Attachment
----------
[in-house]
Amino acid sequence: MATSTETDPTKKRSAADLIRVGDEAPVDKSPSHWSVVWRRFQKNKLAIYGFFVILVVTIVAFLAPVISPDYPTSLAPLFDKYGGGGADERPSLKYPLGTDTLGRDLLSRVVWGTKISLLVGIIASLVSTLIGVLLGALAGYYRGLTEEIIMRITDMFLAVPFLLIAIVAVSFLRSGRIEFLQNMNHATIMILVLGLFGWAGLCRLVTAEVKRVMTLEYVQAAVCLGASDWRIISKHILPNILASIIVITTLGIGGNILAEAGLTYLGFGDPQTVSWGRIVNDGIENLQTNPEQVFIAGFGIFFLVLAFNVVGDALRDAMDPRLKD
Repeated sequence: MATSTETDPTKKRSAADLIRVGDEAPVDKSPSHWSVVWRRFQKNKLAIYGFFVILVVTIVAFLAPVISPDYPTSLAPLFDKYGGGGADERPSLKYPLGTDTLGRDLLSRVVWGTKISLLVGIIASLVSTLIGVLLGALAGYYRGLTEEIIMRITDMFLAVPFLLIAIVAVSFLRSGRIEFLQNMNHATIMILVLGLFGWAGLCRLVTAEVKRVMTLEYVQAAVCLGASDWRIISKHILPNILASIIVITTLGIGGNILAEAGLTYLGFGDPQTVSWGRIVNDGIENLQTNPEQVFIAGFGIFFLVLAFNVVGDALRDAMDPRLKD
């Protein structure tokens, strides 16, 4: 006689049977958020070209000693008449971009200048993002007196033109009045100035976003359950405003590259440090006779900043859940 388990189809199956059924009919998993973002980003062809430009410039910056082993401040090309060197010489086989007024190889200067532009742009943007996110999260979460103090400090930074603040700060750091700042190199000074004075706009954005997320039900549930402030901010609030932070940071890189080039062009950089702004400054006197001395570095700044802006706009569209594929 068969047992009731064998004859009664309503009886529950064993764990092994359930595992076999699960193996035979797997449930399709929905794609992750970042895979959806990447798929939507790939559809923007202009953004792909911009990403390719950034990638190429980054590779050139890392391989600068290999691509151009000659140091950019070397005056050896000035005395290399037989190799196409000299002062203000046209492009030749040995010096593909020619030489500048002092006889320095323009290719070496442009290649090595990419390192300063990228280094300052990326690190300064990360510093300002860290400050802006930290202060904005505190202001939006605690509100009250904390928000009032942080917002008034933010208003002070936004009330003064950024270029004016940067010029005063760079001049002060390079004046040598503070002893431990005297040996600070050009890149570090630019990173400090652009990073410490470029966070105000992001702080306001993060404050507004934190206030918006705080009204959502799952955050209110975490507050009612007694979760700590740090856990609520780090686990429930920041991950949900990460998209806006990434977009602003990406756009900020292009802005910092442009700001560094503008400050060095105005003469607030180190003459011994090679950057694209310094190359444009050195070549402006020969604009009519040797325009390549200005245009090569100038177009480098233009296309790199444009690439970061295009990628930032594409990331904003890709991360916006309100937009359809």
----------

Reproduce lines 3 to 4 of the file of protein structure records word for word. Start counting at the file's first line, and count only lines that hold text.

Repeated sequence: MATSTETDPTKKRSAADLIRVGDEAPVDKSPSHWSVVWRRFQKNKLAIYGFFVILVVTIVAFLAPVISPDYPTSLAPLFDKYGGGGADERPSLKYPLGTDTLGRDLLSRVVWGTKISLLVGIIASLVSTLIGVLLGALAGYYRGLTEEIIMRITDMFLAVPFLLIAIVAVSFLRSGRIEFLQNMNHATIMILVLGLFGWAGLCRLVTAEVKRVMTLEYVQAAVCLGASDWRIISKHILPNILASIIVITTLGIGGNILAEAGLTYLGFGDPQTVSWGRIVNDGIENLQTNPEQVFIAGFGIFFLVLAFNVVGDALRDAMDPRLKD
């Protein structure tokens, strides 16, 4: 006689049977958020070209000693008449971009200048993002007196033109009045100035976003359950405003590259440090006779900043859940 388990189809199956059924009919998993973002980003062809430009410039910056082993401040090309060197010489086989007024190889200067532009742009943007996110999260979460103090400090930074603040700060750091700042190199000074004075706009954005997320039900549930402030901010609030932070940071890189080039062009950089702004400054006197001395570095700044802006706009569209594929 068969047992009731064998004859009664309503009886529950064993764990092994359930595992076999699960193996035979797997449930399709929905794609992750970042895979959806990447798929939507790939559809923007202009953004792909911009990403390719950034990638190429980054590779050139890392391989600068290999691509151009000659140091950019070397005056050896000035005395290399037989190799196409000299002062203000046209492009030749040995010096593909020619030489500048002092006889320095323009290719070496442009290649090595990419390192300063990228280094300052990326690190300064990360510093300002860290400050802006930290202060904005505190202001939006605690509100009250904390928000009032942080917002008034933010208003002070936004009330003064950024270029004016940067010029005063760079001049002060390079004046040598503070002893431990005297040996600070050009890149570090630019990173400090652009990073410490470029966070105000992001702080306001993060404050507004934190206030918006705080009204959502799952955050209110975490507050009612007694979760700590740090856990609520780090686990429930920041991950949900990460998209806006990434977009602003990406756009900020292009802005910092442009700001560094503008400050060095105005003469607030180190003459011994090679950057694209310094190359444009050195070549402006020969604009009519040797325009390549200005245009090569100038177009480098233009296309790199444009690439970061295009990628930032594409990331904003890709991360916006309100937009359809």